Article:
Cueva de la Pileta

This item appears on page 18 of the February 2012 issue.
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A highlight of my two-month trip to Spain in February and March ’11 was a day trip from Ronda to Benaojan to see La Cueva de la Pileta, which contains some of the oldest cave paintings found in Europe. Amazingly, the public may view the original prehistoric paintings (not reproductions). I visited the cave in the first week of March. I took the train from Ronda (round trip fare, €5). Guided tours of the cave are about an hour long, cost €8 (near $10.50) and are limited to 25 people. Tours leave hourly from 10 to 1 and 4 to 6. The tours are in Spanish, but the guides will translate the highlights into English. Tours are offered on a first-come, first-served basis. Upon arrival, you are given a ticket with the time slot of your tour. Weekend tickets go fast; I arrived at 11 a.m. on a holiday weekend and was given a ticket for 4 p.m. The last train to Ronda left the station, a 1½-hour walk away from the cave, at 5 p.m. If the guide had not let me slip into an earlier private tour, I would have missed out on seeing this ancient artwork. I would recommend calling ahead for reservations and to confirm hours, especially if you have a large group or are relying on public transportation. Some lighting is provided in the cave, but I was glad to have my own flashlight. The rooms and passages inside the cave were very open and did not inspire claustrophobia. I watched my step on the sometimes-damp rock, but the tour did not require a great deal of physical stamina or any squeezing into tight spaces. Photography is not permitted inside. While it is possible to access the cave via public transportation, it is not easy. Trains and buses make the short trip from Ronda to Benaojan two or three times per day but at inconvenient times. From the train station, the cave is a five- to six-kilometer hike up a mountain to where you purchase your tickets. I waited several hours for my tour. Everyone else I saw drove up to the site, registered for a tour later in the day, then drove off to do other things until the scheduled time. If you don’t have a car, ask the tourist office in Ronda to suggest an alternative way to make the trip. If I were to do it over, I would make reservations for a weekday and look for a cab or driver in Ronda. I found La Cueva de la Pileta much more interesting than the overcommercialized caves near Nerja. If you are anywhere near Ronda, I highly recommend making the effort to visit this cave. For info or reservations, call (34) 952 167343. EVA HOLMES Portland, ME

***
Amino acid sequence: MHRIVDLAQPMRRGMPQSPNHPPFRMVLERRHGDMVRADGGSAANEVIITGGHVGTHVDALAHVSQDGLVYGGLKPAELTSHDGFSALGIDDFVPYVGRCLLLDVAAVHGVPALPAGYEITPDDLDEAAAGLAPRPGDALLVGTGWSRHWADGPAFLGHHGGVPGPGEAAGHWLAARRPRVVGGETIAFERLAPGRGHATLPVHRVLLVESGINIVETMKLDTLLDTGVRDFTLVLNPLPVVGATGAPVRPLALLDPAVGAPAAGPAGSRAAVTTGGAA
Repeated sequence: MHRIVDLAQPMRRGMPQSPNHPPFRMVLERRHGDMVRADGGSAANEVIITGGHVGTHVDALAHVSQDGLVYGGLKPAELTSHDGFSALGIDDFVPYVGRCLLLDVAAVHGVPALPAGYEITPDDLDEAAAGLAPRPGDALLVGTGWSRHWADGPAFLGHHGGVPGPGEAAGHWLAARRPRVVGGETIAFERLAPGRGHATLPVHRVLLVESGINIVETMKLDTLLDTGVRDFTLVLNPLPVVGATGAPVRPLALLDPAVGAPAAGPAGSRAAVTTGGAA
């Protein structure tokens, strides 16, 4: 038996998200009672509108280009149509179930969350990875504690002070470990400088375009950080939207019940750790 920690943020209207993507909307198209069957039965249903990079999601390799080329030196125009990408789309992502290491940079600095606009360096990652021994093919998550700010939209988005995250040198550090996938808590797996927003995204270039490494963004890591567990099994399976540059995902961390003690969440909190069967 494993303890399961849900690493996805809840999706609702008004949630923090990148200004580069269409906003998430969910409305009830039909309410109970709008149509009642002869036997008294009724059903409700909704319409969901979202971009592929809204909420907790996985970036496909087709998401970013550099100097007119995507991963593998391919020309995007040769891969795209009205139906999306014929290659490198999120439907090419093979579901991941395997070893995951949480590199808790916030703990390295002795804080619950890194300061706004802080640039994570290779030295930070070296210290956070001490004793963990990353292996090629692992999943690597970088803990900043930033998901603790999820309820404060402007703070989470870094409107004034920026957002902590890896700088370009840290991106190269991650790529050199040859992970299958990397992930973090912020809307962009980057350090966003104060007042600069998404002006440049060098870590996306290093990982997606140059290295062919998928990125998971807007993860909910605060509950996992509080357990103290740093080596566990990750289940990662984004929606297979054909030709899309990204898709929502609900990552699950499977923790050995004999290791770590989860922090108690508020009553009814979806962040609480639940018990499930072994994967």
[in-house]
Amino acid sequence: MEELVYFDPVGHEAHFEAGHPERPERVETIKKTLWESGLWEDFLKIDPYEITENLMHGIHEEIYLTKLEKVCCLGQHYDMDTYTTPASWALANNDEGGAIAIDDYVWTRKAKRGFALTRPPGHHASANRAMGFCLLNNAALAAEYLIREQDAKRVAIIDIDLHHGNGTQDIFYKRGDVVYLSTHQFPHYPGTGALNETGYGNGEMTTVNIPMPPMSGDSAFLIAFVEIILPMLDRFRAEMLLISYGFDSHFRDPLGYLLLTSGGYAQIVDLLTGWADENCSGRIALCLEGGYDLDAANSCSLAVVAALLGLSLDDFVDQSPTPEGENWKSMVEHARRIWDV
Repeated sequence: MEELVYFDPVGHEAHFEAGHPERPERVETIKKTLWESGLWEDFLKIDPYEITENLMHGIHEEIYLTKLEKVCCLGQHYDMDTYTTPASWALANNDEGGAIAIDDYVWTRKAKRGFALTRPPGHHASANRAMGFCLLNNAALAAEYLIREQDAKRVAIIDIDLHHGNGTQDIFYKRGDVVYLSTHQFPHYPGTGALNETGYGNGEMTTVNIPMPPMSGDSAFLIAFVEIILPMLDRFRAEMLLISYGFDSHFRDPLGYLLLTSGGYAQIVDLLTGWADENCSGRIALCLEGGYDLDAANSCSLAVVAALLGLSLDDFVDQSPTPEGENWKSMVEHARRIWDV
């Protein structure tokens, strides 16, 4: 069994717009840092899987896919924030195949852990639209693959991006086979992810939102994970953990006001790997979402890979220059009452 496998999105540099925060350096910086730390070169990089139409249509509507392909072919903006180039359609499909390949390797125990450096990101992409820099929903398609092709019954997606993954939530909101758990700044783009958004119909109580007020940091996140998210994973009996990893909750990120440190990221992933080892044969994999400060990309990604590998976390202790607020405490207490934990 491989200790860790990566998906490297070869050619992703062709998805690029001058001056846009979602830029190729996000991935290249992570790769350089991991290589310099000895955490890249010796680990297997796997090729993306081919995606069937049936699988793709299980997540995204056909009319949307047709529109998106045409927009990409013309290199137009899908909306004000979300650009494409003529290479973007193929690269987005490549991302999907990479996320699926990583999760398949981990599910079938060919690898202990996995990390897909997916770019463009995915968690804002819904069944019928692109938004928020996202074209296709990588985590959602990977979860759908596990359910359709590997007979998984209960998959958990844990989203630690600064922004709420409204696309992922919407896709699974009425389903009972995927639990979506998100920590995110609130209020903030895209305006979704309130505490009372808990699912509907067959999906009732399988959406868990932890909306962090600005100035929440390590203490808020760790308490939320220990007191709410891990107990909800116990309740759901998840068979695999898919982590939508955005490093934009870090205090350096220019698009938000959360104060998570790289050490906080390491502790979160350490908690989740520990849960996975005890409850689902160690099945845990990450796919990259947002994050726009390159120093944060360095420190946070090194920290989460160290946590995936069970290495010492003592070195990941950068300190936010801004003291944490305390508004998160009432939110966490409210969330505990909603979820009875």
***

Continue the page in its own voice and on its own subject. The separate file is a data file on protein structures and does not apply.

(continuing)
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A highlight of my two-month trip to Spain in February and March ’11 was a day trip from Ronda to Benaojan to see La Cueva de la Pileta, which contains some of the oldest cave paintings found in Europe. Amazingly, the public may view the original prehistoric paintings (not reproductions). I visited the cave in the first week of March. I took the train from Ronda (round trip fare, €5). Guided tours of the cave are about an hour long, cost €8 (near $10.50) and are limited to 25 people. Tours leave hourly from 10 to 1 and 4 to 6. The tours are in Spanish, but the guides will translate the highlights into English. Tours are offered on a first-come, first-served basis. Upon arrival, you are given a ticket with the time slot of your tour. Weekend tickets go fast; I arrived at 11 a.m. on a holiday weekend and was given a ticket for 4 p.m. The last train to Ronda left the station, a 1½-hour walk away from the cave, at 5 p.m. If the guide had not let me slip into an earlier private tour, I would have missed out on seeing this ancient artwork. I would recommend calling ahead for reservations and to confirm hours, especially if you have a large group or are relying on public transportation. Some lighting is provided in the cave, but I was glad to have my own flashlight. The rooms and passages inside the cave were very open and did not inspire claustrophobia. I watched my step on the sometimes-damp rock, but the tour did not require a great deal of physical stamina or any squeezing into tight spaces. Photography is not permitted inside. While it is possible to access the cave via public transportation, it is not easy. Trains and buses make the short trip from Ronda to Benaojan two or three times per day but at inconvenient times. From the train station, the cave is a five- to six-kilometer hike up a mountain to where you purchase your tickets. I waited several hours for my tour. Everyone else I saw drove up to the site, registered for a tour later in the day, then drove off to do other things until the scheduled time. If you don’t have a car, ask the tourist office in Ronda to suggest an alternative way to make the trip. If I were to do it over, I would make reservations for a weekday and look for a cab or driver in Ronda. I found La Cueva de la Pileta much more interesting than the overcommercialized caves near Nerja. If you are anywhere near Ronda, I highly recommend making the effort to visit this cave. For info or reservations, call (34) 952 167343. EVA HOLMES Portland, ME